Why BPM and data analytics are a powerful combination

Read time 2min 50sec
Organisations have a great deal of untapped data.
Organisations have a great deal of untapped data.

There is a great deal of untapped data within organisations.

Much of that data is hiding in plain sight - within the organisation's business process management system (BPMS).

So says Deon van Niekerk, director at systems integration and business process specialist, Ovations.

Using that data would solve what Johan du Preez, data and analytics offering lead at Ovations, says are the biggest data analytics challenges: having one point of truth, and knowing where to find the data that will make the difference businesses aim for with their digital transformation or continuous improvement endeavours.

"Because most businesses continue to operate in silos, their data is also stored in silos. As a result, there are various versions of 'truth' within the organisation," du Preez explains.

Because most businesses continue to operate in silos, their data is also stored in silos. As a result, there are various versions of 'truth' within the organisation

Johan du Preez, Ovations

Traditionally, businesses attempt to gain access to this data - and thus obtain a single version of the truth - by funnelling it into a massive warehouse. From there, it can be extracted, sliced and diced and analysed to deliver the intelligence and insights required to do what needs to be done to improve productivity, boost customer experience, streamline processes or achieve whatever is set out in the business strategy.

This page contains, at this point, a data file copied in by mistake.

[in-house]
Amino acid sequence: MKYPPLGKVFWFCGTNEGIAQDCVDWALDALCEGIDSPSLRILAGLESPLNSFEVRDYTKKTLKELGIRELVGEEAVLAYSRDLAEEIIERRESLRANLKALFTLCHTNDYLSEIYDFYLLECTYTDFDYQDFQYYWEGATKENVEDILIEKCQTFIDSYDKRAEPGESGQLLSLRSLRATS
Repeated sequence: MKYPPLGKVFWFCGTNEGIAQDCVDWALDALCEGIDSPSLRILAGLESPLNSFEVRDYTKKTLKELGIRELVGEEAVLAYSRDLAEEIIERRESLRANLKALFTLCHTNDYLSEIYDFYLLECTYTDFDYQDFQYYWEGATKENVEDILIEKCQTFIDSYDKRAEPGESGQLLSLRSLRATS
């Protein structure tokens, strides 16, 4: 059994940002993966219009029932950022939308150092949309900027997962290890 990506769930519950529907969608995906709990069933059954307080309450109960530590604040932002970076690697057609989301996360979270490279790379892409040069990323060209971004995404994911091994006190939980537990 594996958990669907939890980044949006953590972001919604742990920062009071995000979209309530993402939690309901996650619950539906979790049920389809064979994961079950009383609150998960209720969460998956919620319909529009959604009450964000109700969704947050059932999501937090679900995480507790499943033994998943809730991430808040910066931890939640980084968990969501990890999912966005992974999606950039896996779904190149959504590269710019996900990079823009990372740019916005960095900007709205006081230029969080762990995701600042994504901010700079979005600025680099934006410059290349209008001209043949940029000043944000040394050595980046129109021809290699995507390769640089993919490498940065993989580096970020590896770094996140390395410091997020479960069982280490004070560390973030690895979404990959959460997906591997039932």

"The problem is that a data warehouse project can take two years to roll out - longer if any changes occur in the processes of any of the contributing departments during that period. And when you do finally start analysing the data extracted from the data warehouse, the answers you obtain will be based on historical data, while what you really need to know is what is happening now," du Preez adds.

Meaningful answers

Van Niekerk points out that BPMS functions across business silos. A home loan application process, for example, could involve five or more departments as the application proceeds from submission from the client or a mortgage initiator, through risk analysis, property valuation (usually involving external valuators), credit and affordability assessment and, if the loan is approved, debtors to set up and manage the repayment process.

It is therefore the only system within the organisation (apart from a data warehouse) that can be tapped into to deliver the data and insights required by data analysts to produce meaningful answers to business questions regarding the process performance and customer interactions and experience.

"BPM solutions generally come with business activity monitoring reports that tell you what is happening with the work in the system. These are standard reports, but they can be enhanced to produce data that is not only meaningful, but presented in readily accessible and understandable formats," he adds.

"This can best be achieved by understanding both BPM and analytics. However, there's a gap between what data analytics and BPM do. But now there's technology that enables the gap to be bridged, bringing the domains together and enabling organisations to fully capitalise on the data that's locked within BPM."

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